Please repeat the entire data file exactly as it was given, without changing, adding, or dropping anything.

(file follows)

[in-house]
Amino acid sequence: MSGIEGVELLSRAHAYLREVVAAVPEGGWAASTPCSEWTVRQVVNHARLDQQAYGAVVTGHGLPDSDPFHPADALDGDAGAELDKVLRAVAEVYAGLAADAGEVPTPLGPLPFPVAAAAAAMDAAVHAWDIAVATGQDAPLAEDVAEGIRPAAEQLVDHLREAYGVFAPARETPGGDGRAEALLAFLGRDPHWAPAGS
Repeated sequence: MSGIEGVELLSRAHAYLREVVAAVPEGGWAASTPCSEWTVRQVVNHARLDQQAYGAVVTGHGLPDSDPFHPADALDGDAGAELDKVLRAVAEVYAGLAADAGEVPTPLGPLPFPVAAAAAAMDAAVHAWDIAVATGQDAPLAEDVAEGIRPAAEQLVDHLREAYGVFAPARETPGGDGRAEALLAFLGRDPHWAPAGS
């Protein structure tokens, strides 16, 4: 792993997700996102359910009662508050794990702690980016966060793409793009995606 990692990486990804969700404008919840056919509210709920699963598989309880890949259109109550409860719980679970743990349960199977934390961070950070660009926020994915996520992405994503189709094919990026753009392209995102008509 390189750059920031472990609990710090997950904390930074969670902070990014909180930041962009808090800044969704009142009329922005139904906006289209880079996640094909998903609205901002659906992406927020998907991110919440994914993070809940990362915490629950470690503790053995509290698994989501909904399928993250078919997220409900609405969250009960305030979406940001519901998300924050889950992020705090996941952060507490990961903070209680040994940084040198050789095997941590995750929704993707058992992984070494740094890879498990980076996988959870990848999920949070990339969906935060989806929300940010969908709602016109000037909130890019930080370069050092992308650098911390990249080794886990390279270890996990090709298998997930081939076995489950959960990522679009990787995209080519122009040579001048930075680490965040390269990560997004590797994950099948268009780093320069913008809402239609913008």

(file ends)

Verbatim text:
[in-house]
Amino acid sequence: MSGIEGVELLSRAHAYLREVVAAVPEGGWAASTPCSEWTVRQVVNHARLDQQAYGAVVTGHGLPDSDPFHPADALDGDAGAELDKVLRAVAEVYAGLAADAGEVPTPLGPLPFPVAAAAAAMDAAVHAWDIAVATGQDAPLAEDVAEGIRPAAEQLVDHLREAYGVFAPARETPGGDGRAEALLAFLGRDPHWAPAGS
Repeated sequence: MSGIEGVELLSRAHAYLREVVAAVPEGGWAASTPCSEWTVRQVVNHARLDQQAYGAVVTGHGLPDSDPFHPADALDGDAGAELDKVLRAVAEVYAGLAADAGEVPTPLGPLPFPVAAAAAAMDAAVHAWDIAVATGQDAPLAEDVAEGIRPAAEQLVDHLREAYGVFAPARETPGGDGRAEALLAFLGRDPHWAPAGS
């Protein structure tokens, strides 16, 4: 792993997700996102359910009662508050794990702690980016966060793409793009995606 990692990486990804969700404008919840056919509210709920699963598989309880890949259109109550409860719980679970743990349960199977934390961070950070660009926020994915996520992405994503189709094919990026753009392209995102008509 390189750059920031472990609990710090997950904390930074969670902070990014909180930041962009808090800044969704009142009329922005139904906006289209880079996640094909998903609205901002659906992406927020998907991110919440994914993070809940990362915490629950470690503790053995509290698994989501909904399928993250078919997220409900609405969250009960305030979406940001519901998300924050889950992020705090996941952060507490990961903070209680040994940084040198050789095997941590995750929704993707058992992984070494740094890879498990980076996988959870990848999920949070990339969906935060989806929300940010969908709602016109000037909130890019930080370069050092992308650098911390990249080794886990390279270890996990090709298998997930081939076995489950959960990522679009990787995209080519122009040579001048930075680490965040390269990560997004590797994950099948268009780093320069913008809402239609913008």